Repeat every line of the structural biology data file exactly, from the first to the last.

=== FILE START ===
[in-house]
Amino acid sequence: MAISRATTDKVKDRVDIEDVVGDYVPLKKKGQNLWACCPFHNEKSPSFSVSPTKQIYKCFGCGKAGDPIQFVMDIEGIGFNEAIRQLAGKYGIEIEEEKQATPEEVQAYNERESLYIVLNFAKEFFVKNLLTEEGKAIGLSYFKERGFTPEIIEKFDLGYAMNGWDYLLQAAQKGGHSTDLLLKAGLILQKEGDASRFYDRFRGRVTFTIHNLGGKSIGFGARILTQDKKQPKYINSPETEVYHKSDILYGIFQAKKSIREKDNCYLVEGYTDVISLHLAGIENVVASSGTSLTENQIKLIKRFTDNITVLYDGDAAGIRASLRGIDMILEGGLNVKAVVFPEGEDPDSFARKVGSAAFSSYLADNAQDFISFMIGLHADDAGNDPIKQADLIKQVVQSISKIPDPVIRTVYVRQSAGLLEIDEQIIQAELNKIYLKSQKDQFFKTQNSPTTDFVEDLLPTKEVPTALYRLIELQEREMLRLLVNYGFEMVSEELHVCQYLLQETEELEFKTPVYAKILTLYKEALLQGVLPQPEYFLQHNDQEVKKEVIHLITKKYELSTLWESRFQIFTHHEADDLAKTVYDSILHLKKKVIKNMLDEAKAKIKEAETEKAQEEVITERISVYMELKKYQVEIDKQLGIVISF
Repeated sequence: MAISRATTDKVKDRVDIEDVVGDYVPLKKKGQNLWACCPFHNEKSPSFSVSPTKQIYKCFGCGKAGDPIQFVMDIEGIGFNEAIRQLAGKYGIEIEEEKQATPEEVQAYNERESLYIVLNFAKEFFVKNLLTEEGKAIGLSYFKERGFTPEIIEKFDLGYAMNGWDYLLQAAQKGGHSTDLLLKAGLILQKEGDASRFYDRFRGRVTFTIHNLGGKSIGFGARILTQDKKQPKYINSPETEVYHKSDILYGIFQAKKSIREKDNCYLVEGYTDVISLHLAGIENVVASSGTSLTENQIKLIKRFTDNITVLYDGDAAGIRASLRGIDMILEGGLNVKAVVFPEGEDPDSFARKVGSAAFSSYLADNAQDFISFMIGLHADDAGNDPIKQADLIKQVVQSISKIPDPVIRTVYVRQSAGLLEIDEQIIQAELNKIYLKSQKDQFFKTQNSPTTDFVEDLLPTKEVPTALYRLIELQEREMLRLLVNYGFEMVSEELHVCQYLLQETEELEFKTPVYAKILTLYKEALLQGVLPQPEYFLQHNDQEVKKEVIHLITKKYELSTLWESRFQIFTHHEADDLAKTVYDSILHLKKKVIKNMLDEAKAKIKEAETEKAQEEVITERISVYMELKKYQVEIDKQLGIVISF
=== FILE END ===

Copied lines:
[in-house]
Amino acid sequence: MAISRATTDKVKDRVDIEDVVGDYVPLKKKGQNLWACCPFHNEKSPSFSVSPTKQIYKCFGCGKAGDPIQFVMDIEGIGFNEAIRQLAGKYGIEIEEEKQATPEEVQAYNERESLYIVLNFAKEFFVKNLLTEEGKAIGLSYFKERGFTPEIIEKFDLGYAMNGWDYLLQAAQKGGHSTDLLLKAGLILQKEGDASRFYDRFRGRVTFTIHNLGGKSIGFGARILTQDKKQPKYINSPETEVYHKSDILYGIFQAKKSIREKDNCYLVEGYTDVISLHLAGIENVVASSGTSLTENQIKLIKRFTDNITVLYDGDAAGIRASLRGIDMILEGGLNVKAVVFPEGEDPDSFARKVGSAAFSSYLADNAQDFISFMIGLHADDAGNDPIKQADLIKQVVQSISKIPDPVIRTVYVRQSAGLLEIDEQIIQAELNKIYLKSQKDQFFKTQNSPTTDFVEDLLPTKEVPTALYRLIELQEREMLRLLVNYGFEMVSEELHVCQYLLQETEELEFKTPVYAKILTLYKEALLQGVLPQPEYFLQHNDQEVKKEVIHLITKKYELSTLWESRFQIFTHHEADDLAKTVYDSILHLKKKVIKNMLDEAKAKIKEAETEKAQEEVITERISVYMELKKYQVEIDKQLGIVISF
Repeated sequence: MAISRATTDKVKDRVDIEDVVGDYVPLKKKGQNLWACCPFHNEKSPSFSVSPTKQIYKCFGCGKAGDPIQFVMDIEGIGFNEAIRQLAGKYGIEIEEEKQATPEEVQAYNERESLYIVLNFAKEFFVKNLLTEEGKAIGLSYFKERGFTPEIIEKFDLGYAMNGWDYLLQAAQKGGHSTDLLLKAGLILQKEGDASRFYDRFRGRVTFTIHNLGGKSIGFGARILTQDKKQPKYINSPETEVYHKSDILYGIFQAKKSIREKDNCYLVEGYTDVISLHLAGIENVVASSGTSLTENQIKLIKRFTDNITVLYDGDAAGIRASLRGIDMILEGGLNVKAVVFPEGEDPDSFARKVGSAAFSSYLADNAQDFISFMIGLHADDAGNDPIKQADLIKQVVQSISKIPDPVIRTVYVRQSAGLLEIDEQIIQAELNKIYLKSQKDQFFKTQNSPTTDFVEDLLPTKEVPTALYRLIELQEREMLRLLVNYGFEMVSEELHVCQYLLQETEELEFKTPVYAKILTLYKEALLQGVLPQPEYFLQHNDQEVKKEVIHLITKKYELSTLWESRFQIFTHHEADDLAKTVYDSILHLKKKVIKNMLDEAKAKIKEAETEKAQEEVITERISVYMELKKYQVEIDKQLGIVISF